Following two court victories, the Harvard Immigration Project’s (HIP) Bond Hearing Project continues its campaign to provide free legal representation to detained immigrants seeking release from immigration custody.
Some immigrants in detention facilities are eligible for release and may be granted bond by a judge, though many immigration detainees are unable to afford legal representation. Under the direction of supervising attorney Phil Torrey, the Bond Hearing Project typically teams four to five law students to provide free representation. Led by Bond Hearing Project co-directors Tanika Vigil ’14 and Carol Wang ’13, HLS students represented immigrant clients who were detained at Suffolk County House of Correction.
In December, the Bond Hearing Project represented a middle-aged man from Guatemala who had been caught in a hotel immigration raid in New Hampshire. The client, who had fled Guatemala after being shot through the neck and witnessing the murder of his nephew, was working long hours in the United States to send money home to his ill father. With no prior criminal record, the client was detained by Immigration and Customs Enforcement (ICE) during their search for a different individual.
The student team, led by Brett Heeger ’14, oralist, included team members Wang, Vigil, and Marie Nelson ’14. After gathering evidence directly from the client and various community members, the team’s argument succeeded and the client was able to post bond, which was raised by his friends and fellow church members.
In an earlier case, the Bond Hearing Project represented a client who was an immigrant from El Salvador arrested in Portland, Maine on criminal trespass charges; the client was sent to the immigration detention center at the Suffolk County House of Correction in mid-August. The client was working at the docks processing lobster, and living in a shelter while sending most of his earnings home to support his family.
After first contact, the Harvard Law School team, which included Kendall Bass ’14, Betsey Boutelle ’14, Nelson, Vigil and Wang, had two weeks to gather proof that their client was not a danger to the community, a flight risk, or a threat to national security. The team’s supervising attorney, Phil Torrey, said, “It was a total blitz to try to find evidence to get [him] bond.”
On the day of the hearing, after considering the collected police reports, docket sheets, and oral arguments from Wang, the team’s representative, and the Immigration and Customs Enforcement attorney, the judge agreed to set a bond amount, which allowed their client to be released from detention.
Bond Hearing Project co-directors Vigil and Wang said the student team worked very well together. Vigil said the court victory was “a reflection of how persistent we’ve been, and how committed we were.” The investigative effort put forth by the team was its key to success, Wang said, as they were very well prepared at the hearing and able to successfully answer questions from the judge and respond to counter-arguments from the ICE attorney.
Wang said a successful bond hearing is extremely valuable to immigrant detainees because it frees them from detention, which allows them more time to properly develop their claims for immigration protection within the United States.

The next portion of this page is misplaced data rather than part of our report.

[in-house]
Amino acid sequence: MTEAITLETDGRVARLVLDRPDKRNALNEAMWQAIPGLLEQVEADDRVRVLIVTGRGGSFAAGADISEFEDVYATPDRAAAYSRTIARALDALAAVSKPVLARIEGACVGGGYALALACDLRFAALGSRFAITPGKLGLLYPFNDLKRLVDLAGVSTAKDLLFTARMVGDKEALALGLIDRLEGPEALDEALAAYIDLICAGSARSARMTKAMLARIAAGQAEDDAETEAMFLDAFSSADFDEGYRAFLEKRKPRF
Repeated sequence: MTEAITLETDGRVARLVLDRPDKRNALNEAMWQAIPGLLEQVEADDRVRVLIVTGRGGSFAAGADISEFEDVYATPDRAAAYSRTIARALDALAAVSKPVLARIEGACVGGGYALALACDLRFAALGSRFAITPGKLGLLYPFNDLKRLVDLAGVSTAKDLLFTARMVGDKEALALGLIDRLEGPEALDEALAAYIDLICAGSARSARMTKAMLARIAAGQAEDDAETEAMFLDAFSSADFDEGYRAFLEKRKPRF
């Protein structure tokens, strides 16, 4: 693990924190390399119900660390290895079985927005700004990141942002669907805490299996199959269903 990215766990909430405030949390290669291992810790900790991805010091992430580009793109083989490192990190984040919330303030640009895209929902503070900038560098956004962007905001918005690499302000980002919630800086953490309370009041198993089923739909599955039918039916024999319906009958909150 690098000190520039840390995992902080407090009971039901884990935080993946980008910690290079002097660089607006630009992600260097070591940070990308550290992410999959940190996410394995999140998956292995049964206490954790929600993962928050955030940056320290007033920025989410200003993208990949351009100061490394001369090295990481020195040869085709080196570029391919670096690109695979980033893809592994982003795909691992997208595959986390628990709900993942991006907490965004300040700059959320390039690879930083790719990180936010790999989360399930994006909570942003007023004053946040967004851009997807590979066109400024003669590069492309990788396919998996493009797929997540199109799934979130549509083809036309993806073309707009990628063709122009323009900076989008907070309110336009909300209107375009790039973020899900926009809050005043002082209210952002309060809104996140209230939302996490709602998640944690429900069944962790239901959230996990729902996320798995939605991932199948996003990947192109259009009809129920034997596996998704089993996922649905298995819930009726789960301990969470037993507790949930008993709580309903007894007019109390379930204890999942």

According to Vigil, the representation offered by the Bond Hearing Project seeks to push back against “a conceptualization of immigrant detainees as a criminal portion of our population who deserve to be locked up without the possibility of bond.”
The work of the Bond Hearing Project is important not only to the immigrant community, but also to the HLS students involved.
“Immigration law cuts across many levels of the legal world, and having a very active and productive community of people who are interested and excited in working in this field [gives us] the opportunity to be useful both to Boston and the law school community,” Heeger said.
According to Torrey, the Harvard Immigration Project (HIP) and other student practice organizations (known as SPOs) are great opportunities for students to experience hands-on casework and to supplement the work of existing HLS clinics. Such SPOs allow first-year students, who are not yet eligible for enrollment in a clinic, to begin learning valuable legal skills, such as interviewing a client and presenting an argument in court. These skills can then be developed in greater depth when students take advantage of the myriad clinical opportunities at HLS following their first year.
Vigil added that the Bond Hearing Project and other HIP projects are valuable because they ground the law school experience: “You put in a lot, but you get so much more out of it in terms of finding your motivation and direction, and getting back to why we decided to come to law school in the first place.”
In addition to hosting the Bond Hearing Project, HIP provides community outreach, education and advocacy, and pro bono legal representation to immigrants through three other main projects: Community Outreach and Training, Immigration Services and Iraqi Refugee Assistance Project (IRAP). HIP also hosts a number of events for members throughout the school year including speakers, career and academic advising, and direct action campaigns.
This post is excerpted from an article by Harvard College students Joanne Wong and Victoria Fydrych, which originally appeared on the Harvard Immigration & Refugee Clinic blog on March 27, 2013.